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More Americans hungry, homeless in 2006
Reuters
By Lisa Lambert
December 14, 2006

WASHINGTON (Reuters) - More Americans went homeless and hungry in 2006 than the year before and children made up almost a quarter of those in emergency shelters, said a report released on Thursday by the U.S. Conference of Mayors.

"The face of hunger and homelessness right now ... is young children, young families," said the conference's president, Douglas Palmer, the mayor of Trenton, New Jersey.

The survey of 23 cities found civic and government groups received, on average, 7 percent more requests for food aid in 2006 than in 2005, following a 12 percent jump in 2005.

Requests for shelter rose by an average of 9 percent in 2006, with requests from families with children rising by 5 percent. More than half the cities said family members often had to split up to stay in different shelters.

As the numbers who could not buy their own food grew, more than half the cities, including Los Angeles and Boston, said groups spread resources farther by giving less food to individuals or cutting the number of times people could receive help. The group estimated 23 percent of requests for emergency food assistance simply went unmet.

Franklin Cownie, the mayor of Des Moines, Iowa, who worked on the study, said he was troubled that more than a third of the adults asking for food aid were employed.

"If you look at the data, you'll find folks that have jobs that don't have enough money to feed themselves," he told reporters.

People remained homeless for an average of eight months in 2006, the report said. Trenton had the longest span, with those in poverty spending an average of 22 months in cars and shelters or on the street.

The survey relied on census statistics along with data that city officials collected from local agencies.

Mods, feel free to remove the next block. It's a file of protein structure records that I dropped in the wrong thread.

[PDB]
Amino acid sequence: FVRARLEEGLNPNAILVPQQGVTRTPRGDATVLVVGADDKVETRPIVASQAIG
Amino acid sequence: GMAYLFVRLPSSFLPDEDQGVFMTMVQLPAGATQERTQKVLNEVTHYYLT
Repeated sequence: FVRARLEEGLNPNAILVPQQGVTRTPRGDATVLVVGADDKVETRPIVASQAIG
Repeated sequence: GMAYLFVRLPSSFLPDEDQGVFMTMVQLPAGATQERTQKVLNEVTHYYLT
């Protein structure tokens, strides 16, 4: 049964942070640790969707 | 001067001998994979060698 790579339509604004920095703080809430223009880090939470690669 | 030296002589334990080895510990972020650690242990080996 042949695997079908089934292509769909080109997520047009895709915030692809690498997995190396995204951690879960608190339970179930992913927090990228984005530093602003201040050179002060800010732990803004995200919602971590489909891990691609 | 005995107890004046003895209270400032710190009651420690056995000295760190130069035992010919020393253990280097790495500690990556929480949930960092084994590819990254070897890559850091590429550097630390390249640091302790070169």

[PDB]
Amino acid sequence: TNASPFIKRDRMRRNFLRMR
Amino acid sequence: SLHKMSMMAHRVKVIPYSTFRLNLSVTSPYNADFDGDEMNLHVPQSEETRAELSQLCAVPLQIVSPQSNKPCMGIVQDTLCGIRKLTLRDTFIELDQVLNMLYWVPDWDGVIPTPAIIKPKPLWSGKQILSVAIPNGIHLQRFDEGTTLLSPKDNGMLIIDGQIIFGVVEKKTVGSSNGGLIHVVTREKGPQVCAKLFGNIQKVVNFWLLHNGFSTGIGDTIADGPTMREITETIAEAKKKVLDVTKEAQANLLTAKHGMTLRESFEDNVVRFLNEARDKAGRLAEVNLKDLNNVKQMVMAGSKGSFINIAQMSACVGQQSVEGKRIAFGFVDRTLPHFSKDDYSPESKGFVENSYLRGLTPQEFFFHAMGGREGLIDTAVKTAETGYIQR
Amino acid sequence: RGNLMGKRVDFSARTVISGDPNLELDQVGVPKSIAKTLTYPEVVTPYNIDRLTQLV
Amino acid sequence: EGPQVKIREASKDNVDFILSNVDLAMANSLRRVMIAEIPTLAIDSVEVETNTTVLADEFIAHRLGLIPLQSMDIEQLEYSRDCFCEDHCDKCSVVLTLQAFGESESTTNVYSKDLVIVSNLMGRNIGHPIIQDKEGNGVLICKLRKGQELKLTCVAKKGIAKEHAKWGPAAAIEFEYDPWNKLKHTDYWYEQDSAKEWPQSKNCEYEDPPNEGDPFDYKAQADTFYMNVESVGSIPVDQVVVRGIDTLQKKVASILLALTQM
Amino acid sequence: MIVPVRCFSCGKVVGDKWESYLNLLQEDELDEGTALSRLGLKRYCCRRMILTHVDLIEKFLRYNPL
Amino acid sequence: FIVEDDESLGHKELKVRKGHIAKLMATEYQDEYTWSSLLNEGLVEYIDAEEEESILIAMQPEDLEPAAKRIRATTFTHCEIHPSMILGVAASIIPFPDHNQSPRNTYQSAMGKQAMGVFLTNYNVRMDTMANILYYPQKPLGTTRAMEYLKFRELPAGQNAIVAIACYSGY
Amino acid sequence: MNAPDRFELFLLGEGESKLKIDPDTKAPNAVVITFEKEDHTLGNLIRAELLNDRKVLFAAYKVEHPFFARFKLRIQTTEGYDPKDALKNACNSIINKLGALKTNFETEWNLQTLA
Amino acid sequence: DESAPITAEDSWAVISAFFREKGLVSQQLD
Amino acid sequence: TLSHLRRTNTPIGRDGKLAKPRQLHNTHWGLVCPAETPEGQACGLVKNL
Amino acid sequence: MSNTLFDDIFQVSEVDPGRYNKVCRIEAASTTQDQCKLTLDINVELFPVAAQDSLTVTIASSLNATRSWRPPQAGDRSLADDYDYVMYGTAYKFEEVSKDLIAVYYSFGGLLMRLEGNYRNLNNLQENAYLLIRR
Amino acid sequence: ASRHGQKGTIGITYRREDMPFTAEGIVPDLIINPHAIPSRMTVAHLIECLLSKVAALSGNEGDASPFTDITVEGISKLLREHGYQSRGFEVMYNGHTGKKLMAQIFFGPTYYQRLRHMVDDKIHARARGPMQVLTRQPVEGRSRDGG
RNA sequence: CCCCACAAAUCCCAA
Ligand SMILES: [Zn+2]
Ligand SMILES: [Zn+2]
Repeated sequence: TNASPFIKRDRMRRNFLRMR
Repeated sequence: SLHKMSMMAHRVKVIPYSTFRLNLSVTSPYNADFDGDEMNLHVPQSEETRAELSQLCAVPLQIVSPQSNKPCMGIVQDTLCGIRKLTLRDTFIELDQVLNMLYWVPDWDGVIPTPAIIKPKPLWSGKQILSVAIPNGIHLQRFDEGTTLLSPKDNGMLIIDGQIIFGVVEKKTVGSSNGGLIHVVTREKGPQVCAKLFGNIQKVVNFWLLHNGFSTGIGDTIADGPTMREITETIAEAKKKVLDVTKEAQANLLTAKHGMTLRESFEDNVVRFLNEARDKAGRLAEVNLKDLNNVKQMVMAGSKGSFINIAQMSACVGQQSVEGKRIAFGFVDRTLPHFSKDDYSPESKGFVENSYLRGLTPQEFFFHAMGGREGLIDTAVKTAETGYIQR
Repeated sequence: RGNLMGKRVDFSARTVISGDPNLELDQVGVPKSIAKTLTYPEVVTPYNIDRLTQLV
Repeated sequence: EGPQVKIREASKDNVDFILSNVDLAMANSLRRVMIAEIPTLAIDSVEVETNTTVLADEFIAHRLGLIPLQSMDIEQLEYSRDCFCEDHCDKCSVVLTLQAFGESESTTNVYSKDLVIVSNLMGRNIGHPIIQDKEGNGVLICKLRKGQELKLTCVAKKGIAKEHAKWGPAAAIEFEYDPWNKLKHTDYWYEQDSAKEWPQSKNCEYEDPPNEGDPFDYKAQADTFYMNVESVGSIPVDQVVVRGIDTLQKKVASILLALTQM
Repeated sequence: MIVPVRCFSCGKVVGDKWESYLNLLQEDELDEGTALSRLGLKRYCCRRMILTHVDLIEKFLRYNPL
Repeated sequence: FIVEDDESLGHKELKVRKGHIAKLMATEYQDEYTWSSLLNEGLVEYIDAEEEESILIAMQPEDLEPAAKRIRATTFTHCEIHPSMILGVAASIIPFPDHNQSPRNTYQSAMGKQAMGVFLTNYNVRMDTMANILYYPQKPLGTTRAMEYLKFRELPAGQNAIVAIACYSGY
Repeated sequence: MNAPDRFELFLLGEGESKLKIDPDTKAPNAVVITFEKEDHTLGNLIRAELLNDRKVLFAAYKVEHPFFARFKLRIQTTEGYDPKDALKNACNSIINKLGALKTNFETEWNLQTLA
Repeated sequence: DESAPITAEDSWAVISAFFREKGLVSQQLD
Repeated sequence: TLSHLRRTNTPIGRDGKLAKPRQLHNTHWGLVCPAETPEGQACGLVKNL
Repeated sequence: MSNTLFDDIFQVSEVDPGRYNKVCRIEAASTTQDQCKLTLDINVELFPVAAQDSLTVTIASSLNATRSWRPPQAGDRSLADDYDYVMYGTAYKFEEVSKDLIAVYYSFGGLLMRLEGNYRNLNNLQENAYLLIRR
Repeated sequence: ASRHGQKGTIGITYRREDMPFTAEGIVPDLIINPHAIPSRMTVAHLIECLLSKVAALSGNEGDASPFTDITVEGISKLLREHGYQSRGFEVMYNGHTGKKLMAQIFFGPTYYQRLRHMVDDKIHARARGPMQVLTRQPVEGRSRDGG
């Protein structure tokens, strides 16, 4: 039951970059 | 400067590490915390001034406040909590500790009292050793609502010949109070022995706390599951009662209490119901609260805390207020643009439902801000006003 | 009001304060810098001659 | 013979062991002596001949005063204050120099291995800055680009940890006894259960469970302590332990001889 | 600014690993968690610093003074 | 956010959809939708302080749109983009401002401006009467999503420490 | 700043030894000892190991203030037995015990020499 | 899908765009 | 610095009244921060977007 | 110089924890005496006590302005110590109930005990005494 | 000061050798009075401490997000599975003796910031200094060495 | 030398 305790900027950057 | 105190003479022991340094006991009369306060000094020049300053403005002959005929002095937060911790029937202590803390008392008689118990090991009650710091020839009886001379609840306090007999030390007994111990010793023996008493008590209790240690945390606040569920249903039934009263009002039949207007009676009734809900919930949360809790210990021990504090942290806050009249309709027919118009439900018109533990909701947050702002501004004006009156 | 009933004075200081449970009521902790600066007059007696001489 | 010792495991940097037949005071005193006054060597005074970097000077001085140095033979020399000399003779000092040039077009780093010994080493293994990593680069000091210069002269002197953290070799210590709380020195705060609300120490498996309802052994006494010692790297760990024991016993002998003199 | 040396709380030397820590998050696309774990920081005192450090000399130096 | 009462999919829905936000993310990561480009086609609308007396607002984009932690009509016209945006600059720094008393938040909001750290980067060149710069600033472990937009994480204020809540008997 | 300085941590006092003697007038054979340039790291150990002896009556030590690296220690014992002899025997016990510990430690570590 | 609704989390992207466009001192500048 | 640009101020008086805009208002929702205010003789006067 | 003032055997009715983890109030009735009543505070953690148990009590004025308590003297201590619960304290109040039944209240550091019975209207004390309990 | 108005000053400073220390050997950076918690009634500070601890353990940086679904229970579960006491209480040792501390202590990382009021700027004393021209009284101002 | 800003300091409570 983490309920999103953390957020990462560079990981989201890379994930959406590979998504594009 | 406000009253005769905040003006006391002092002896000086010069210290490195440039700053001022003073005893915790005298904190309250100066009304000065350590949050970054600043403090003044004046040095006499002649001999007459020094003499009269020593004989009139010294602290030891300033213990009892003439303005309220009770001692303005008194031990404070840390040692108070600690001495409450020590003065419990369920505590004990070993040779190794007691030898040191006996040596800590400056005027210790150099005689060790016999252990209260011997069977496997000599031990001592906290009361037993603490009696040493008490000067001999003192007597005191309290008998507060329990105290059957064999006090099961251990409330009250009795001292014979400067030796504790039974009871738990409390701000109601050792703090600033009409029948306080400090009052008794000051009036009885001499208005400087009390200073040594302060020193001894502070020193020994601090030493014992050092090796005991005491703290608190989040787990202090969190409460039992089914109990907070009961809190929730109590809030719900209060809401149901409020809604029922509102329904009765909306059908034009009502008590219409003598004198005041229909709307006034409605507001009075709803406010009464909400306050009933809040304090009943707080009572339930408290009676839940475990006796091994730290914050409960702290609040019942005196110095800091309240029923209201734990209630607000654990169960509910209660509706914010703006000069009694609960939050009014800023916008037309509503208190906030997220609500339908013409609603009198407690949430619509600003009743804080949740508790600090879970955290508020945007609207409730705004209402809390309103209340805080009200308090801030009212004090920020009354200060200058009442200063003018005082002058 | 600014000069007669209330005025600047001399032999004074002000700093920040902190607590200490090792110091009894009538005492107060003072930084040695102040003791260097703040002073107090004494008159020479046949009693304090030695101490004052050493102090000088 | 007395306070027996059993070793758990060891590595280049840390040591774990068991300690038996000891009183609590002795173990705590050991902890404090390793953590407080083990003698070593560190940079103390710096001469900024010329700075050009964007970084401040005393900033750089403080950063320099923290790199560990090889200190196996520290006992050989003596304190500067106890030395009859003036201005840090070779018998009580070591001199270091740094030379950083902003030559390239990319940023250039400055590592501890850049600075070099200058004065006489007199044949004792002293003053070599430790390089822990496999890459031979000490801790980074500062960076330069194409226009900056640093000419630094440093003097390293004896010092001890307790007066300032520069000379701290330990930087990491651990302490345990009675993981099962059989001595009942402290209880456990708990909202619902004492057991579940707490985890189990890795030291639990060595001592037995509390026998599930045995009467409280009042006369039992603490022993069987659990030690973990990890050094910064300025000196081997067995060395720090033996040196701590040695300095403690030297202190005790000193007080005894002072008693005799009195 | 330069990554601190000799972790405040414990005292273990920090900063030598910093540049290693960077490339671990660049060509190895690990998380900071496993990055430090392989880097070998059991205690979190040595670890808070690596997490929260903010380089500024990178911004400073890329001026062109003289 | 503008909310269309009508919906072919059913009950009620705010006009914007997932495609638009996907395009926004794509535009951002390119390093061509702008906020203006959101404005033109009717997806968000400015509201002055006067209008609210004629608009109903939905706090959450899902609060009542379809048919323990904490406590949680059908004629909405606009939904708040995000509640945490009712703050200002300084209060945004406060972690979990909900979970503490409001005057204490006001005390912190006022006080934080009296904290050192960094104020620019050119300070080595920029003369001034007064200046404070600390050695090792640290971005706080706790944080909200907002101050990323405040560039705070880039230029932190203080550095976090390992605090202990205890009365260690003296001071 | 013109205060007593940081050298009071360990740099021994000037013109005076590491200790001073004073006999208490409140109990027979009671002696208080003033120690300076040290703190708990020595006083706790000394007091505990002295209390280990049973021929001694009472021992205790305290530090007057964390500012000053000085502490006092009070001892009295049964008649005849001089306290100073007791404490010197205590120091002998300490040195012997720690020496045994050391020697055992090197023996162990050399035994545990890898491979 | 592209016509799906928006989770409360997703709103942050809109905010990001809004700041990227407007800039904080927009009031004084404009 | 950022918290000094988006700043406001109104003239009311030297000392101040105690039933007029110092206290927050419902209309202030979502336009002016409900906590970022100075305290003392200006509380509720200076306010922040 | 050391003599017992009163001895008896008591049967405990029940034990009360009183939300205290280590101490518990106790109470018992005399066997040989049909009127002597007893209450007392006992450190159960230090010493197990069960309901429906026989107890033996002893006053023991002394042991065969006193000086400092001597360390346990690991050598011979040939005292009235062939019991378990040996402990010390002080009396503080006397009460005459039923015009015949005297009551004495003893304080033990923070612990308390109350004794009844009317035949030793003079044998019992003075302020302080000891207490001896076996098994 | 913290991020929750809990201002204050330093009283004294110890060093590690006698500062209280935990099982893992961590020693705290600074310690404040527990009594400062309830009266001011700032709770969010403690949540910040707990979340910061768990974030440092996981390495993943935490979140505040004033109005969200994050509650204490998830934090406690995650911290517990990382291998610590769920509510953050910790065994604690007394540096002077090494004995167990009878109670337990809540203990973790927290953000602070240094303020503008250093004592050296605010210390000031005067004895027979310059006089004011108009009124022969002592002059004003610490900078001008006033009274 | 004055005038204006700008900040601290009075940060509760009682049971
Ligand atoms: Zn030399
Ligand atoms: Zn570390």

Calling the report "not so much science as perception," the United States Interagency Council on Homelessness, which includes state and federal agencies, said in a statement nearly 30 cities were reporting reduced homelessness due to a federal program run in partnership with the Conference of Mayors.

It said the Bush administration was also working to help connect homeless people to government agencies and private aid groups.

In the mayors' report, Cleveland was one of the cities that saw demand for food assistance drop in 2006. Officials said it was still much higher than in 2000, before the city experienced an economic downturn. From 2000 to 2005, the number of people using food stamps, or federal subsidies to cover groceries, increased there by 29 percent.

Food stamps and other public nutrition programs account for 60 percent of the U.S. Agriculture Department's spending. The USDA said almost 11.2 million U.S. households received food stamps in 2005.

Congress is expected to consider changes to the food stamp program as part of broad-ranging agriculture legislation in 2007.

(Additional reporting by Charles Abbott)

© Reuters 2006. All Rights Reserved.

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